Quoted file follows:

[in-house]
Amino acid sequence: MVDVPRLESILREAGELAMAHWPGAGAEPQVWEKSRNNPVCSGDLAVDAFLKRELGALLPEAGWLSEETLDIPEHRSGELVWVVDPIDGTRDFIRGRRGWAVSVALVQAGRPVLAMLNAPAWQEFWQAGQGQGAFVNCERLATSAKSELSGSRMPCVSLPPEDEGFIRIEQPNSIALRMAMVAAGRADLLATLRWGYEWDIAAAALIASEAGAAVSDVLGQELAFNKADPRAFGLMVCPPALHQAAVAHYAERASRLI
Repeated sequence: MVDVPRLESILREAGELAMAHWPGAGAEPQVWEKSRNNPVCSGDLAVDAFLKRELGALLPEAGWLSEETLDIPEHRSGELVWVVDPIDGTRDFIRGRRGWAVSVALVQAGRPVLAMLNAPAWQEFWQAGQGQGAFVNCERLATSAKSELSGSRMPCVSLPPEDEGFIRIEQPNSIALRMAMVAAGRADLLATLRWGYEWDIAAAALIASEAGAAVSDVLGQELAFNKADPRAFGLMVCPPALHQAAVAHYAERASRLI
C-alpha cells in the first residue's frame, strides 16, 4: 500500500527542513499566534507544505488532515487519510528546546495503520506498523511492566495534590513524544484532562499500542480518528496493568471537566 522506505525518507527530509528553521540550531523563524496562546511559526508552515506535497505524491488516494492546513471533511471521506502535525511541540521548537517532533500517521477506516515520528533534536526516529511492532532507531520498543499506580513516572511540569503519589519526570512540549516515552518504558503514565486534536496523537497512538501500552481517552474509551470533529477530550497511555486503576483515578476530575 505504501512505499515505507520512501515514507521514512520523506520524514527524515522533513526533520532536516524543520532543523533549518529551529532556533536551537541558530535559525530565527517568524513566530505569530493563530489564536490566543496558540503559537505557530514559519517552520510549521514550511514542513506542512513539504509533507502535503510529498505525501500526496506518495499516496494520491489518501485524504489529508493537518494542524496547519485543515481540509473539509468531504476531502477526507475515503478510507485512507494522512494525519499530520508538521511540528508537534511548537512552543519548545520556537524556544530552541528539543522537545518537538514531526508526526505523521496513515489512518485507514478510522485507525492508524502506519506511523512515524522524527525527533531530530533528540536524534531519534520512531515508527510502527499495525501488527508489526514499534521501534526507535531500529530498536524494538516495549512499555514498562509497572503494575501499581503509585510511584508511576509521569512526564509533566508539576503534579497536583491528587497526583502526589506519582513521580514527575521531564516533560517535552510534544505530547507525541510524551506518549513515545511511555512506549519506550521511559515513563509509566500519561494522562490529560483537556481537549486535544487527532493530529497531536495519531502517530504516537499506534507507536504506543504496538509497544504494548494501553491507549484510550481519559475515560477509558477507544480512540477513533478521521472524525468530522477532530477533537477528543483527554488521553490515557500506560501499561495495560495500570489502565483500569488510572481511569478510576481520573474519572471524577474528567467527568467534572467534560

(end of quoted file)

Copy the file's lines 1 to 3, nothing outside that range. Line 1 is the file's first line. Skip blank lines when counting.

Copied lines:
[in-house]
Amino acid sequence: MVDVPRLESILREAGELAMAHWPGAGAEPQVWEKSRNNPVCSGDLAVDAFLKRELGALLPEAGWLSEETLDIPEHRSGELVWVVDPIDGTRDFIRGRRGWAVSVALVQAGRPVLAMLNAPAWQEFWQAGQGQGAFVNCERLATSAKSELSGSRMPCVSLPPEDEGFIRIEQPNSIALRMAMVAAGRADLLATLRWGYEWDIAAAALIASEAGAAVSDVLGQELAFNKADPRAFGLMVCPPALHQAAVAHYAERASRLI
Repeated sequence: MVDVPRLESILREAGELAMAHWPGAGAEPQVWEKSRNNPVCSGDLAVDAFLKRELGALLPEAGWLSEETLDIPEHRSGELVWVVDPIDGTRDFIRGRRGWAVSVALVQAGRPVLAMLNAPAWQEFWQAGQGQGAFVNCERLATSAKSELSGSRMPCVSLPPEDEGFIRIEQPNSIALRMAMVAAGRADLLATLRWGYEWDIAAAALIASEAGAAVSDVLGQELAFNKADPRAFGLMVCPPALHQAAVAHYAERASRLI